Today, I would like to talk about dogs. I am so happy to see that many Japanese families have dogs, and all of them are very well-cared for! I truly have a high regard for people who have a kind heart towards animals and treat them like family. It’s amazing to think that animals are now leagues away from where they used to be years ago. At some point in history, these creatures were thought of as nothing more than tools – their fur provided warmth, their teeth or bones were used as crude weapons, and the animals themselves served as food or protection. However, with time and the formation of civilized living, they have become our best friends. Now, they perform more modern functions! Some of them are our home buddies, while others take on significant roles like police and rescue work, medical work, and therapy.
Veterinary medicine has become more widespread as well. There are now more colleges offering the course, and more people who are willing to get their dogs professionally treated. However, veterinary medicine is still considered to be novel, and as such, services remain quite expensive until now. After working in a small animal hospital for over three years, I’ve come to appreciate how important preventive healthcare is in order to avoid the huge expenses that come with having an ill pet. In the Philippines, preventive healthcare is mainly composed of core vaccinations, deworming, heartworm prevention and screening, and tick and flea control.
Rabies and DHPPiL (Distemper-Hepatitis-Parvovirus-Parainfluenza-Leptospirosis) vaccines are absolutely essential and are first on the list of recommendations for new dogs. This is because rabies is 100% deadly, but also preventable. Considering its importance (since it can be transmitted to humans and any other mammal), rabies is prioritized in our country. However, it is not the first vaccine that dogs receive because it must be given at 12 weeks of age or older. The first vaccine needed by a puppy is the DHPPiL. As described above, the DHPPiL can help prevent the common deadly diseases in dogs, so it is necessary to comply with the vaccination and booster guidelines for optimum protection.
Next on the list is deworming. Gastrointestinal worms are able to cause a lot of damage inside a dog’s body, so deworming them is a simple and easy step to avoid this. Dogs that have regular exposure to outdoor settings are advised to be dewormed more frequently. Heartworm, on the other hand, is a very real threat to dogs, but it is something not quite monitored and prevented properly in my country. The heartworm larvae are transmitted by mosquitoes and take a significant time to develop, finally lodging in the heart when they mature into adults and causing significant internal damage and even death.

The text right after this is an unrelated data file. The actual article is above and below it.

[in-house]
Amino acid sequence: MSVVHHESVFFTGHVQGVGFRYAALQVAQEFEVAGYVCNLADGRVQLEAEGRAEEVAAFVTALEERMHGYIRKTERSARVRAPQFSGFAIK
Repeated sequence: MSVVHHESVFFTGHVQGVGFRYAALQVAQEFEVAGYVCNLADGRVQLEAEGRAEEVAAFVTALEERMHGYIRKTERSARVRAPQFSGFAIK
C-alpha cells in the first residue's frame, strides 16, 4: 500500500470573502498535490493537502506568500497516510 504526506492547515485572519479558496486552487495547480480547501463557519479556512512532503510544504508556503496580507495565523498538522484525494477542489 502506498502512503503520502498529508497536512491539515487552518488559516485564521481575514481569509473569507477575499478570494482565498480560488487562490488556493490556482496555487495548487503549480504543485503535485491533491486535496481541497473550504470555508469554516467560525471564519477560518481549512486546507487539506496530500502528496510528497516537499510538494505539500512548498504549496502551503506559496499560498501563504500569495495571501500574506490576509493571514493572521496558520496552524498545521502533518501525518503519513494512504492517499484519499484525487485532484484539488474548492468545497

Tick and flea control is also overlooked by some people. Although these parasites may seem harmless in few numbers, they can transmit diseases to our precious friends. Some fleas can carry tapeworm, while ticks can carry blood-borne diseases that may be life-threatening. Blood parasitism is possibly the most common illness in my city, as there is a huge dog population but a lack in responsible ownership. Too many dogs have died due to these types of illnesses. It is a very sad matter.
Dogs bring so much joy into our lives, but they are only around for a very short time. With this in mind, I am motivated to educate people in prioritizing basic preventive healthcare to ensure a good foundation for their pets. I have been offering home service veterinary care since the start of June, and I am so happy to be with animals again. I feel very fortunate to have a supportive family and partner cheering me on, helping provide whatever I need, and being by my side even as we face our global crisis. Cheers to all the pets making who are taking away some of our problems during these difficult times! I wish them a long and wonderful life.